He married Albertina Taylor Pyne, a daughter of Percy R. Pyne and granddaughter of Moses Taylor. His ushers were Percy R. Pyne Jr., S.V. Stratton, Clarence H. Wilds, Isaac Iselin, H. Conkling, G. Gordon King, and T.B. Gautier. (A Wedding at Riverdale. New York Times, Oct. 3, 1884.) Mrs. Russell gave $500,000 to build the sanctuary of the National Cathedral of the Episcopal Church, in Washington, D.C. Her husband was a trustee of Princeton University, the Fulton Trust Company, the Greenwich Savings Bank, and the Title Guarantee and Trust Co.; a director of the Farmers Loan and Trust, the Astor Trust, the Commercial Trust, and the Atlanta, Birmingham & Atlantic Railroad, and a member of the board of managers of the Delaware & Hudson Co. (Mrs. A.D. Russell's Gift. New York Times, May 9, 1914.) He was elected a life trustee of Princeton in 1904. (Prof. Young to Retire. New York Times, Dec. 9, 1904.) Their daughter, Ethelberta, married Francis Marion Eppley, Princeton 1906, who was an editor of Scientific American. (Miss Russell to Wed. New York Times, Jan. 3, 1909; Miss Russell a Bride. New York Times, May 9, 1909.) He died on Nov. 29, 1919. John D. Peabody, Lewis Spencer Morris, and the City Bank Farmers Trust Company of New York were executors of his estate. (A.D. Russell Left $8,513,707 Estate. New York Times, Dec. 27, 1933.)

His brother, William Hamilton Russell, married Florence Sands. He was a member of Renwick, Aspinwall & Russell, architects. (Weddings. New York Times, Nov. 29, 1893.) William Hamilton Russell [Jr.] left Harvard to join the army. He married Marie Gaillard Johnson, daughter of Bradish Johnson. (Miss Johnson Wed to Lieut. Russell. New York Times, Mar. 7, 1918.) Their daughter, Aimée Gaillard Russell, was with the Office of Strategic Services (O.S.S.) in Rome, Italy. She married Don Cino Tommaso Corsini of Florence. (Miss Aimee Russell Wed. New York Times, Nov. 28, 1945.)

His sister, Eleanor Elliot Russell, married Arthur J. Peabody. (Married. New York Times, May 12, 1871.) He was with Charles Scribner & Co. He and his brother, George H. Peabody, were nephews of philanthropist George Peabody. They came to New York from Zanesville, OH, where their father, Jeremiah Dodge Peabody, was a farmer. (Mr. Peabody's Pedigree. London Illustrated Times, Dec. 4, 1869; The News. Brooklyn Eagle, Feb. 11, 1870.) He was a founder of the Continental Trust Company. (A New Trust Company. Brooklyn Eagle, Apr. 20, 1890.)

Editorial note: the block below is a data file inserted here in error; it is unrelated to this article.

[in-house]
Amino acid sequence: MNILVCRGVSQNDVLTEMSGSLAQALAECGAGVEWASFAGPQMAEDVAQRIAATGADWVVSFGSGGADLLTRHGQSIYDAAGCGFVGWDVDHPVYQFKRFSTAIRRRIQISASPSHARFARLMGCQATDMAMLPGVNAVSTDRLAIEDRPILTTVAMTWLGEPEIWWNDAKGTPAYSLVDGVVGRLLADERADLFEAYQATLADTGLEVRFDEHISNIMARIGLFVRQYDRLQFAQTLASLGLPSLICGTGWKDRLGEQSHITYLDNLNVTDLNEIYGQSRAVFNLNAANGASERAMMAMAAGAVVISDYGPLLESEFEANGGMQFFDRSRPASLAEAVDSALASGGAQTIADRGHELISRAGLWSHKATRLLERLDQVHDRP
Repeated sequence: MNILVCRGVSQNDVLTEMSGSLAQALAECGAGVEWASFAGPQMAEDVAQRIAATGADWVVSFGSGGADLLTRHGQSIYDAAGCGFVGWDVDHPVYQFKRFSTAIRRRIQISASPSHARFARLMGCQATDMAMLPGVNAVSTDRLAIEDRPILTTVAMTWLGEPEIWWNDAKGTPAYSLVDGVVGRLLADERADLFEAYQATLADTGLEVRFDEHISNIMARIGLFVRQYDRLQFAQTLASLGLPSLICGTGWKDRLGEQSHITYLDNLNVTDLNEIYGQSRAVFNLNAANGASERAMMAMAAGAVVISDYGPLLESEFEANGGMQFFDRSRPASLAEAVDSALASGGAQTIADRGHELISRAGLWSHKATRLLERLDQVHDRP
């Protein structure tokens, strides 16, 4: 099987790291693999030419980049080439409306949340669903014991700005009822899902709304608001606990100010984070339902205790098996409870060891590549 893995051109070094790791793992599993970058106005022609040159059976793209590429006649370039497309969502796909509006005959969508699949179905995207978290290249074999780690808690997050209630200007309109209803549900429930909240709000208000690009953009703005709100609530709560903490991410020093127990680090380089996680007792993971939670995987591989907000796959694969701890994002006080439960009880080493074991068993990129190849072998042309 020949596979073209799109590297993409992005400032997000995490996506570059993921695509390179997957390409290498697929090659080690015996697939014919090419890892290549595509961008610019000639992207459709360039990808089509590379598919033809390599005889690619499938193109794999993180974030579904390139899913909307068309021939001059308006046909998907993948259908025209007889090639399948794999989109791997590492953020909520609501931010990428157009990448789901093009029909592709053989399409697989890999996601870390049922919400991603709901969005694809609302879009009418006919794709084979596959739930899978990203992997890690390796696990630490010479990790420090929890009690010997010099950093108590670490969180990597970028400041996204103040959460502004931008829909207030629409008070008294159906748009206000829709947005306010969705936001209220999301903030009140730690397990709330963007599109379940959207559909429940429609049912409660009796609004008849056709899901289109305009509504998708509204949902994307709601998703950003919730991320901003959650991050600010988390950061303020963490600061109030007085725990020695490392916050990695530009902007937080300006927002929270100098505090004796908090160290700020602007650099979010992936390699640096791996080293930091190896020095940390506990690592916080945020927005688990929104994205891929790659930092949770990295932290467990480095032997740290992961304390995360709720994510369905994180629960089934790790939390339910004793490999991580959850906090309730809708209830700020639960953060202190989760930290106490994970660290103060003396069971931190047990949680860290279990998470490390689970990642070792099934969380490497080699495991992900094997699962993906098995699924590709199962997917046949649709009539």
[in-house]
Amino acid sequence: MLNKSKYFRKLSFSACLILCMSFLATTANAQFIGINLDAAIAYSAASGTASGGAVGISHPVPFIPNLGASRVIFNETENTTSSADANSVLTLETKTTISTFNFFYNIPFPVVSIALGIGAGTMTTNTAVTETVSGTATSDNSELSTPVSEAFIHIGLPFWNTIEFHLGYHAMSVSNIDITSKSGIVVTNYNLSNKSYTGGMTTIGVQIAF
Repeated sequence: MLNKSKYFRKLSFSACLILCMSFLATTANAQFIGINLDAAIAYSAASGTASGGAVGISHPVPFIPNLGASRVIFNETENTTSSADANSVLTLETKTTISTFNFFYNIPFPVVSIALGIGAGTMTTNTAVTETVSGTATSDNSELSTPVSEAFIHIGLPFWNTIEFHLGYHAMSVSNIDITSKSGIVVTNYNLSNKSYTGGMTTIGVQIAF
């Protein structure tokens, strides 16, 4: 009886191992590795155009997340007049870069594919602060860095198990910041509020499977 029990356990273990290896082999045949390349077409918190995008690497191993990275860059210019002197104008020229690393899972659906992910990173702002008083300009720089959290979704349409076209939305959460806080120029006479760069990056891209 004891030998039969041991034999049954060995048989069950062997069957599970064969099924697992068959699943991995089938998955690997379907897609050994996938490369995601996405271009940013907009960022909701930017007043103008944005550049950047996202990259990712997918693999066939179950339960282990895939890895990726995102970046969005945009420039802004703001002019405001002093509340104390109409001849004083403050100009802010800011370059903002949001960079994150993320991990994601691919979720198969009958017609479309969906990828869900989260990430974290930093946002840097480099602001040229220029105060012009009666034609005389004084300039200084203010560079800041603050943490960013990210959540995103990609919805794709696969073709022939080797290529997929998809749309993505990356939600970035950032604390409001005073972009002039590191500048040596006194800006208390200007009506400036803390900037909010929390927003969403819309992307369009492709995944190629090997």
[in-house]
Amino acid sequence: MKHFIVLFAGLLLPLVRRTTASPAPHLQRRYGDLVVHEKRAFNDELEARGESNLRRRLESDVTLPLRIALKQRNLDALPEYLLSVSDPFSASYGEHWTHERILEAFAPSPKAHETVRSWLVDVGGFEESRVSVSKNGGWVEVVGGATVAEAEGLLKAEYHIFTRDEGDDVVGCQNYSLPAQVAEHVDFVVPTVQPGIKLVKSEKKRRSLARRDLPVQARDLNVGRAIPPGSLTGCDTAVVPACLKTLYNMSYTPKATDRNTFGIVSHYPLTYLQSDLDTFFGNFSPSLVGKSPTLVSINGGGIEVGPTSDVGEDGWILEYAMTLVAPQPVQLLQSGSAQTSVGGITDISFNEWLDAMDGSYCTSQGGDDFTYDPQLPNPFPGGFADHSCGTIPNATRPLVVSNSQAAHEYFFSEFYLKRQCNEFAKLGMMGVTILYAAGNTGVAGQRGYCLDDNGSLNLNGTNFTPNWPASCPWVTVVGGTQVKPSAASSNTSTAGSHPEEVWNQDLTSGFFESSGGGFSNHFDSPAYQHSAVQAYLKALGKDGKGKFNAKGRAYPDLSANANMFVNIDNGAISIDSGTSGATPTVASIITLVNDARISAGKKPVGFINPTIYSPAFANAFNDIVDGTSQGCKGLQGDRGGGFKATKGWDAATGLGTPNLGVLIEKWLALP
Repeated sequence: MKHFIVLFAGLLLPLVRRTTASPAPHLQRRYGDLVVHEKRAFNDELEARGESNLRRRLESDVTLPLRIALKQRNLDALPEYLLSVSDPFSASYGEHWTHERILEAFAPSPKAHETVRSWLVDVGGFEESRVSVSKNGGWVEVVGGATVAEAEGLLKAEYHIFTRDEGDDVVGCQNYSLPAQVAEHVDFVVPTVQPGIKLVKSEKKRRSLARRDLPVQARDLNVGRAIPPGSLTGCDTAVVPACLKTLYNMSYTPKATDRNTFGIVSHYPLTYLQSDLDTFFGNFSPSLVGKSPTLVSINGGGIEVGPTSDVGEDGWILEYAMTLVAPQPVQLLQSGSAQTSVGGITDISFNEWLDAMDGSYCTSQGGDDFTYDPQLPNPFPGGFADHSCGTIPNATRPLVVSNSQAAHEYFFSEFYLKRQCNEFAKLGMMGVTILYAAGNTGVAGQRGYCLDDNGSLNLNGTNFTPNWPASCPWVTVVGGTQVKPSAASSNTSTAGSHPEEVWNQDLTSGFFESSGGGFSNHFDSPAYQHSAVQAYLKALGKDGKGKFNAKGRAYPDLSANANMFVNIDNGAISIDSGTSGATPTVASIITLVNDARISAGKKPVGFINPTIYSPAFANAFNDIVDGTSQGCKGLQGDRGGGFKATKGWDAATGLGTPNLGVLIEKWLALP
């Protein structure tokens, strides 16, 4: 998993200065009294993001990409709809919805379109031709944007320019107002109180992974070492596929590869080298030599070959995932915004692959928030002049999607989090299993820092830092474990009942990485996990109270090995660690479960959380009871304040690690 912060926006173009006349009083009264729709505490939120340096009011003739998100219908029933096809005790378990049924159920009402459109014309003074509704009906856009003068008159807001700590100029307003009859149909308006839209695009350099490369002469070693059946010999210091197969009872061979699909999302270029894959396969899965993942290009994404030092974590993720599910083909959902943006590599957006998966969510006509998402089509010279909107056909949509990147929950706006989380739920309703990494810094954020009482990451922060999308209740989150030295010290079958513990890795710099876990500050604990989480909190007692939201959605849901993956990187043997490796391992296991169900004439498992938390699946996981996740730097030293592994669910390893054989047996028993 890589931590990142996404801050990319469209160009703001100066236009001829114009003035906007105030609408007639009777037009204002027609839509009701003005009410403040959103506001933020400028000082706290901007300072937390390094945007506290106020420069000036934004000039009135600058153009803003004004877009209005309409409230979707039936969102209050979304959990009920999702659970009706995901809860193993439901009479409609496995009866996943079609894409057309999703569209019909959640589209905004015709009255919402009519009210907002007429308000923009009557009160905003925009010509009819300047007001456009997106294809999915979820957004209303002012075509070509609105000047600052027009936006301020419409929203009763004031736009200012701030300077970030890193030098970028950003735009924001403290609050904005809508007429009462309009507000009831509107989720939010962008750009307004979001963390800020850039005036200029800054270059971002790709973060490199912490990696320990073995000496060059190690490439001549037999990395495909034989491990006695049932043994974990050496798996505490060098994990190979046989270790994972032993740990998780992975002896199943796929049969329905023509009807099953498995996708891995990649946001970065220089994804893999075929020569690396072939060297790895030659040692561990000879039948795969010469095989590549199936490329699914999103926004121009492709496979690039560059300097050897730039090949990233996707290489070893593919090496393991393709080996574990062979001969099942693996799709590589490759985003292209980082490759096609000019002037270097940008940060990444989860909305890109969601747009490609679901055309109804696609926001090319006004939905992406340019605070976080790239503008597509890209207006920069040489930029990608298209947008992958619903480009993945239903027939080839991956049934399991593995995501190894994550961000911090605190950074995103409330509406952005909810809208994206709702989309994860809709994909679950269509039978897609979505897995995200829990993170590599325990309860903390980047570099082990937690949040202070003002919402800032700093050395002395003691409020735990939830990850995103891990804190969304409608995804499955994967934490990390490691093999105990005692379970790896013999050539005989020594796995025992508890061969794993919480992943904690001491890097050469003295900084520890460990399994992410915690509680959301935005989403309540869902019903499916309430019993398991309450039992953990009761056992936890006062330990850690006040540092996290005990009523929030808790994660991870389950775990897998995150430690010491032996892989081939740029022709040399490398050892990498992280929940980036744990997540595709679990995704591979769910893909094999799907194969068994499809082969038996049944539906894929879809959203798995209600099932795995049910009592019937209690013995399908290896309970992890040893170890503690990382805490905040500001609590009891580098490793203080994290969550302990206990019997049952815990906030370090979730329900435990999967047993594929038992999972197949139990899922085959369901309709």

The Farmers Loan and Trust Company, 1906-1907

Edwin S. Marston, President; Thomas J. Barnett, 2d Vice Pres.; Samuel Sloan, Jr., Secretary; Augustus V. Heely, William B. Cardozo, Cornelius R. Agnew, Asst. Secretaries. Directors: Samuel Sloan, William Waldorf Astor, D.O. Mills, Franklin D. Locke, James F. Horan, George F. Baker, A.G. Agnew, Charles A. Peabody, Hugh D. Auchincloss, James Stillman, Henry A.C. Taylor, D.H. King, Jr., E.R. Holden, William Rowland, Edward R. Bacon, Henry H. Rogers, Archibald D. Russell, Edwin S. Marston, Moses Taylor Pyne, Stephen S. Palmer, Cleveland H. Dodge, Frederick Geller, John L. Riker, Robert C. Boyd, Henry Hentz, H.V.R. Kennedy, P.A. Valentine. (Display Ad 19. New York Times, Dec. 29, 1906 p. 10; Display Ad 55. New York Times, Jan. 6, 1907.)

Henry King Smith, Yale 1898

"Associated with Farmers' Loan and Trust Company and its successor, City Bank Farmers Trust Company, New York City, 1898 until retirement in 1937 (vice president in charge of London branch 1906-37), director American Chamber of Commerce, London, on executive committee Yale Alumni Association of Great Britain 1917-1931.." He died in London in 1948. His father, William Allen Smith, was a corporation treasurer with Harvey Steel Company. (Obituary Record of Graduates of Yale University Deceased during the Year 1947-1948, p. 48.)

Obituary Record of Graduates of Yale, 1947-1948 / Yale University Library (pdf, 254 pp)

The Farmers Loan and Trust Company, 1909

Directors: William W. Astor, Darius O. Mills, Franklin D. Locke, James F. Horan, George F. Baker, Andrew G. Agnew, Charles A. Peabody, Hugh D. Auchincloss, James Stillman, Henry A.C. Taylor, D.H. King Jr., E.R. Holden, William Rowland, Edward R. Bacon, Henry H. Rogers, Archibald D. Russell, Edwin S. Marston (President), Moses Taylor Pyne, Stephen S. Palmer, Cleveland H. Dodge, Frederick Geller, John L. Riker, Robert C. Boyd, Henry Hentz, H. VanRensselaer Kennedy, P.A. Valentine, Samuel Sloan. Secretary: Augustus V. Heely. (Trow's Directory, 1909.)

The Farmers Loan and Trust Company, 1913